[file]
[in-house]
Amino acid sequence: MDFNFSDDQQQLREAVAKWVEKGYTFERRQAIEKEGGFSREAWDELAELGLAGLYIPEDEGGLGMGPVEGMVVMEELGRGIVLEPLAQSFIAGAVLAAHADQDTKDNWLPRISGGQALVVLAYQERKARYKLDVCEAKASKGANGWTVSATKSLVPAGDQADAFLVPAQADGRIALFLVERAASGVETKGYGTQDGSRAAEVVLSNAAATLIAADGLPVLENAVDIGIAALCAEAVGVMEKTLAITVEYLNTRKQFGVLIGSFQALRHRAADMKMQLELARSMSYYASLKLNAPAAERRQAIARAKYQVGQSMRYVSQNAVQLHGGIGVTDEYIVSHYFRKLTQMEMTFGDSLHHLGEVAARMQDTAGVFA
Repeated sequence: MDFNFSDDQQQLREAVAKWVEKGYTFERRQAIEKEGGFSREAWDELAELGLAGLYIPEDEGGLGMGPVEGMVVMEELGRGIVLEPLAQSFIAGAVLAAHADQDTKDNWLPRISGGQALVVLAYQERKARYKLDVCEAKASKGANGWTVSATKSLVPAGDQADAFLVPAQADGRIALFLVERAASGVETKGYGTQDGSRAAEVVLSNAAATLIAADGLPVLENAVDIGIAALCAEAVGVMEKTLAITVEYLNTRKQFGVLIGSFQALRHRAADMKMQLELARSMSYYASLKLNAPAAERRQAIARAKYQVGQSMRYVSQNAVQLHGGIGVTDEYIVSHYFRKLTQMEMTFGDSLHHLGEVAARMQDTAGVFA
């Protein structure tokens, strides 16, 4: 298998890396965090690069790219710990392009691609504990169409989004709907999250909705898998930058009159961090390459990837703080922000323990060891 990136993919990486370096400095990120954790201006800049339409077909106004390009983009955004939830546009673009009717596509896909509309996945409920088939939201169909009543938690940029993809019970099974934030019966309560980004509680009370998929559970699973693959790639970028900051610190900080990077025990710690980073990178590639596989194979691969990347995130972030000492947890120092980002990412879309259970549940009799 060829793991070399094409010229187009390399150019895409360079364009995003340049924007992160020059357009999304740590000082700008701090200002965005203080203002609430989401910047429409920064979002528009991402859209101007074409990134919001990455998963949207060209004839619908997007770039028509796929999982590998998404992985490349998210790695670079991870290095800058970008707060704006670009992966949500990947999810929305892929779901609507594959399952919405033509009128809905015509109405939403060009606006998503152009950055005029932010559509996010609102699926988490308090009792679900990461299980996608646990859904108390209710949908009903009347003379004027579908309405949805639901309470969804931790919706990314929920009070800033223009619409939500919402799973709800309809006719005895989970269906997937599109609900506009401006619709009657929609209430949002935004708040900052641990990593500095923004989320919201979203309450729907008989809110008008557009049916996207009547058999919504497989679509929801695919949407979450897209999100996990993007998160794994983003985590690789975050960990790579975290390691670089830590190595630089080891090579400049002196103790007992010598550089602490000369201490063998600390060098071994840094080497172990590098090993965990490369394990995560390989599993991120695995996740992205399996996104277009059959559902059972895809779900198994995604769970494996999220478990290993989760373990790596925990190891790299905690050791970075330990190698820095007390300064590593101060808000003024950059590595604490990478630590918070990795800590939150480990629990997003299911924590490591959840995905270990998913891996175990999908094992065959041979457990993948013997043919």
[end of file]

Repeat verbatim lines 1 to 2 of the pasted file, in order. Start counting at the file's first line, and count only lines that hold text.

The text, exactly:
[in-house]
Amino acid sequence: MDFNFSDDQQQLREAVAKWVEKGYTFERRQAIEKEGGFSREAWDELAELGLAGLYIPEDEGGLGMGPVEGMVVMEELGRGIVLEPLAQSFIAGAVLAAHADQDTKDNWLPRISGGQALVVLAYQERKARYKLDVCEAKASKGANGWTVSATKSLVPAGDQADAFLVPAQADGRIALFLVERAASGVETKGYGTQDGSRAAEVVLSNAAATLIAADGLPVLENAVDIGIAALCAEAVGVMEKTLAITVEYLNTRKQFGVLIGSFQALRHRAADMKMQLELARSMSYYASLKLNAPAAERRQAIARAKYQVGQSMRYVSQNAVQLHGGIGVTDEYIVSHYFRKLTQMEMTFGDSLHHLGEVAARMQDTAGVFA